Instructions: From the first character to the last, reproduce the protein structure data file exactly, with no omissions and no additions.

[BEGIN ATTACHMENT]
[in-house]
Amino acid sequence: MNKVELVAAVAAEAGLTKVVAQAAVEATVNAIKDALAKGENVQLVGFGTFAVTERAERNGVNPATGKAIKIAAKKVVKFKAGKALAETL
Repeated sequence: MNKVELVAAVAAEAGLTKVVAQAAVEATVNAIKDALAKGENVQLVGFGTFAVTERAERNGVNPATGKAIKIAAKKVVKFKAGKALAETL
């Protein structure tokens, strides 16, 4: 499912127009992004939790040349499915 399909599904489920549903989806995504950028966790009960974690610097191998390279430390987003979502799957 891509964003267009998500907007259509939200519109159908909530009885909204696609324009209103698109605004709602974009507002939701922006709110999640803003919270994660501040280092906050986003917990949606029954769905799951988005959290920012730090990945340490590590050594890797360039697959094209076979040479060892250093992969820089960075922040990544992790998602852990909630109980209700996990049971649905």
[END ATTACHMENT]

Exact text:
[in-house]
Amino acid sequence: MNKVELVAAVAAEAGLTKVVAQAAVEATVNAIKDALAKGENVQLVGFGTFAVTERAERNGVNPATGKAIKIAAKKVVKFKAGKALAETL
Repeated sequence: MNKVELVAAVAAEAGLTKVVAQAAVEATVNAIKDALAKGENVQLVGFGTFAVTERAERNGVNPATGKAIKIAAKKVVKFKAGKALAETL
């Protein structure tokens, strides 16, 4: 499912127009992004939790040349499915 399909599904489920549903989806995504950028966790009960974690610097191998390279430390987003979502799957 891509964003267009998500907007259509939200519109159908909530009885909204696609324009209103698109605004709602974009507002939701922006709110999640803003919270994660501040280092906050986003917990949606029954769905799951988005959290920012730090990945340490590590050594890797360039697959094209076979040479060892250093992969820089960075922040990544992790998602852990909630109980209700996990049971649905």